The business case for improving clinical communications

By Alan H. Rosenstein, MD, MBA  /  10 Mar 2014

Healthcare has become extremely complicated. The population is rapidly aging and therefore the patients we serve are much sicker than they’ve ever been. There are new treatments and new technologies available to help treat those patients, and a growing demand for healthcare services to support them, but this also requires multiple caregivers – doctors, nurses, care managers, therapists and other members of the health care team – to be responsible for a single person’s care both within and outside hospital walls.

All of this creates the “perfect storm” for improving clinical communications, but it can be difficult to justify yet another expense to implement a technology or workflow solution to address this issue. To me, there are three key facets to the business use case for improving clinical communications:

1. Timely, accurate and meaningful information – Using data analytics to identify opportunities to improve performance outcomes is key to improving performance outcomes. Implementing data systems that are able to integrate and compare key utilization, cost, quality, safety, and satisfaction metrics and be able to disseminate results in a timely fashion will enhance accountability and task resolution.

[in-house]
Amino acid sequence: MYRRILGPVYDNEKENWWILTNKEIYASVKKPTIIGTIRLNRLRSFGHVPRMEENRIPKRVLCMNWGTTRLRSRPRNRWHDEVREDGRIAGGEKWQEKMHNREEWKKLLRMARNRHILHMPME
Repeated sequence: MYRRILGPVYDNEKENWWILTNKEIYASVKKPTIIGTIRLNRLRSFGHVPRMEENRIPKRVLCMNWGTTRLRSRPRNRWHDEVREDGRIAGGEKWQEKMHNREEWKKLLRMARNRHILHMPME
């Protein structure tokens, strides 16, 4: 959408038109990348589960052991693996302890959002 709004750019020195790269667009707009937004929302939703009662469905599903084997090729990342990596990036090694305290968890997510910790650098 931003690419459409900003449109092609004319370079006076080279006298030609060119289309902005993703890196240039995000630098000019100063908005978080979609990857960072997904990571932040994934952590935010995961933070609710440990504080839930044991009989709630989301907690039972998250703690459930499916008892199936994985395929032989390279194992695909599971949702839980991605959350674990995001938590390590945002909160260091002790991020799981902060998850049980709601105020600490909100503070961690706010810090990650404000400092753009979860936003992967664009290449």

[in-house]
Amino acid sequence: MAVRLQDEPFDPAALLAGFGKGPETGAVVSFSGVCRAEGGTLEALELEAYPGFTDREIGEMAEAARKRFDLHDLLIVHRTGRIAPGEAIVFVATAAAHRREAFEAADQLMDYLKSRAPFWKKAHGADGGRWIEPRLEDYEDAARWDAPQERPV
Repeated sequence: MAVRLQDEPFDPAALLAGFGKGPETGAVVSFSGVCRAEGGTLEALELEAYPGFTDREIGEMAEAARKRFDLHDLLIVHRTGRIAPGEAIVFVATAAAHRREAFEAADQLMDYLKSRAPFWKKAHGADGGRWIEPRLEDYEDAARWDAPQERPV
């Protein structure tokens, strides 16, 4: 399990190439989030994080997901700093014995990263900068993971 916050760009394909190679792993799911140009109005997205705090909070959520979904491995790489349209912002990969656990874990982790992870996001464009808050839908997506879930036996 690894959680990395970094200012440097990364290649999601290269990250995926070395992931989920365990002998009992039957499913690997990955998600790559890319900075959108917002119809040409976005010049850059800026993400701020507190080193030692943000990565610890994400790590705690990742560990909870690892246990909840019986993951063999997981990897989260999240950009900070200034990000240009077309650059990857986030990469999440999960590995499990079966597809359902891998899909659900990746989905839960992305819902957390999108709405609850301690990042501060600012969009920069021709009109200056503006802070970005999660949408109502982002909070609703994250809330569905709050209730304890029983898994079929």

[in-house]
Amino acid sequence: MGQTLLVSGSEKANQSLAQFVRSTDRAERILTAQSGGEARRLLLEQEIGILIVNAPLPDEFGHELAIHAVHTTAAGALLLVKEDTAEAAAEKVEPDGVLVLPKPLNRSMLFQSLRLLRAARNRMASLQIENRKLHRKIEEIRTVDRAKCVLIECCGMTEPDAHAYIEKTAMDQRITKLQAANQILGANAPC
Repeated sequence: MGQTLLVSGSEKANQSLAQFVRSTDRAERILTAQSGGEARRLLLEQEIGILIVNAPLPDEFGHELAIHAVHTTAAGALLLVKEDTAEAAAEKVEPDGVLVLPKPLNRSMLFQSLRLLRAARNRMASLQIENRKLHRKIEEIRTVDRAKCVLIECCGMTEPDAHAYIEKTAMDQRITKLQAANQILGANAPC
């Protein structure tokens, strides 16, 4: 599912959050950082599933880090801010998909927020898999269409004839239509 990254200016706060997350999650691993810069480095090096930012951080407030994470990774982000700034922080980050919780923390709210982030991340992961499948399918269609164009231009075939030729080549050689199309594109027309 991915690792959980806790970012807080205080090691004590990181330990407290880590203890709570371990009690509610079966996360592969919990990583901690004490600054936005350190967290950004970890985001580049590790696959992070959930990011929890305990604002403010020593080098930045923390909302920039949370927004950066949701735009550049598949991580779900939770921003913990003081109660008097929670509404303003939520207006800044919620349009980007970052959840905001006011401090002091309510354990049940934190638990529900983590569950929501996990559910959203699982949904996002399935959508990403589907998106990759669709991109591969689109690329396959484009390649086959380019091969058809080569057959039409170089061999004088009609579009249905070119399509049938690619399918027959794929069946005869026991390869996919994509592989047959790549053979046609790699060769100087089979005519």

2. Better care coordination – With all of these different clinicians touching a patient at any given time, it’s increasingly critical that those clinicians speak with one another. Not having the appropriate tools in place, supported by a clear map of the required clinical workflow, severely impedes the ability for clinicians to communicate with one another efficiently and effectively. This can lead to delays or gaps in patient treatment, poor patient satisfaction and at the worst end of the spectrum, poor quality care. I don’t know of a single hospital or health system that wouldn’t like to mitigate these risks.

3. More complete family communication – When a family member is in the hospital, the time between updates from the hospital on their status can feel like days and days. Healthcare organizations need a more complete communication model that encompasses this group and prepares them for what’s next for their loved one. A mutually-coordinated clinical communications model takes this into consideration and addresses the concerns of the patient and their families in the waiting room. Again, this can lead to improvements in patient satisfaction scores for these organizations over time.

Posted By Alan H. Rosenstein, MD, MBA
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